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Energy

Conservation groups sue to halt winter work at large ConocoPhillips exploration project

  • Author: Alex DeMarban
  • Updated: December 23, 2020
  • Published December 23, 2020

Environmental groups filed a motion in federal court on Wednesday to halt upcoming winter work planned this season at ConocoPhillips’ large Willow oil prospect in northern Alaska, saying the Trump administration has illegally approved construction of the project.

Sovereign Iñupiat for a Living Arctic and five conservation groups want to stop the project, which would be built in the 23-million-acre National Petroleum Reserve-Alaska, home to migratory birds, polar bears and calving grounds for the Teshekpuk Lake caribou herd.

The field could potentially produce 600 million barrels of oil over a 30-year life, according to estimates.

The groups, including the Northern Alaska Environmental Center and Sierra Club, asked the U.S. District Court in Anchorage to prevent ConocoPhillips from building ice roads and conducting gravel mining needed to support the project.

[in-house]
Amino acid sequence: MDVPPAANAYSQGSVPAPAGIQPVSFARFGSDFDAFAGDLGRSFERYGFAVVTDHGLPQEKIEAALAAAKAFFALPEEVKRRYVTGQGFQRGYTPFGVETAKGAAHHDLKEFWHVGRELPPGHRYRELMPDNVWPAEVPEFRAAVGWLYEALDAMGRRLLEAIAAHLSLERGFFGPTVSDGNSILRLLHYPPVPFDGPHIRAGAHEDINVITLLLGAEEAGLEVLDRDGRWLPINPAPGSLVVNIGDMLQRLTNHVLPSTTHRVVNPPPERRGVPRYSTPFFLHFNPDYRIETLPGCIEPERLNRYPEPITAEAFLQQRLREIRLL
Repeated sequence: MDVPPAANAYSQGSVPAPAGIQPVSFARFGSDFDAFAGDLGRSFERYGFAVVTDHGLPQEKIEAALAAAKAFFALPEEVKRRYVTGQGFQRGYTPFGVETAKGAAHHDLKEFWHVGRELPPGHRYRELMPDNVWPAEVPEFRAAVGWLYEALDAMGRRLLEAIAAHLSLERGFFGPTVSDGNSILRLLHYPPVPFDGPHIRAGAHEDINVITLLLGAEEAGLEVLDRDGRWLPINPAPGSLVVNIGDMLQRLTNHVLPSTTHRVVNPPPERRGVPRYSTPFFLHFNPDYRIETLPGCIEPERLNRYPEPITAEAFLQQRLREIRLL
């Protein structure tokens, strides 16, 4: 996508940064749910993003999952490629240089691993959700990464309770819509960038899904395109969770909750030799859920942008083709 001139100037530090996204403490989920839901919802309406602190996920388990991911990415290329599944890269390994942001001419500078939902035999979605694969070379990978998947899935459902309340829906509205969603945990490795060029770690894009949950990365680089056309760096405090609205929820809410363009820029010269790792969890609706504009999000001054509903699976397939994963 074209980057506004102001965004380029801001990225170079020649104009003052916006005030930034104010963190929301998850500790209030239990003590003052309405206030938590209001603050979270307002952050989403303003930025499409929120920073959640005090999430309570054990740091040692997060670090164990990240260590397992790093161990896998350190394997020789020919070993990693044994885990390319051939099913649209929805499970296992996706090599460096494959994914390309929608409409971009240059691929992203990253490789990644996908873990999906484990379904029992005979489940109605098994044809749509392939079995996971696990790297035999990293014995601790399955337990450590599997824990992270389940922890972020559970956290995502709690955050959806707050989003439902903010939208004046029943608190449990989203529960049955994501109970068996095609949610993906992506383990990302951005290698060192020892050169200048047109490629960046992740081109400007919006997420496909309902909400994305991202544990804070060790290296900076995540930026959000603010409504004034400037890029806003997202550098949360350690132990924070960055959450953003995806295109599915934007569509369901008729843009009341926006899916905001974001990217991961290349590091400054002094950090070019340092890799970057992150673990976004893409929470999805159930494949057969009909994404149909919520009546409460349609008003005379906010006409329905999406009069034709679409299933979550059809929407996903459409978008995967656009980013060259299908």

Halting the work would be bad for Alaska’s economy as it seeks to recover from the COVID-19 pandemic, said Kara Moriarty, president of the Alaska Oil and Gas Association, a voice for ConocoPhillips and other oil and gas companies.

“Winter work at Willow means much-needed jobs, and continued progress on a project that could see many jobs long into the future,” Moriarty said in a text message.

The Trump administration approved the Willow project in October. The motion was filed as part of a lawsuit brought by groups in November.

“We need the exploitation of the Arctic to stop, and the prioritization of our health and well-being to begin again,” said Siqiñiq Maupin, executive director of the Sovereign Inupiat group, in a prepared statement.

The groups argue that the Bureau of Land Management and U.S. Fish and Wildlife Service have not properly analyzed environmental impacts of the Willow project before issuing permits.

“The motion asks the court to stop all Willow construction activities until it has time to evaluate the entire case,” the groups said in the statement.

They’re seeking a ruling on the motion by Feb. 1, before work begins, they said.

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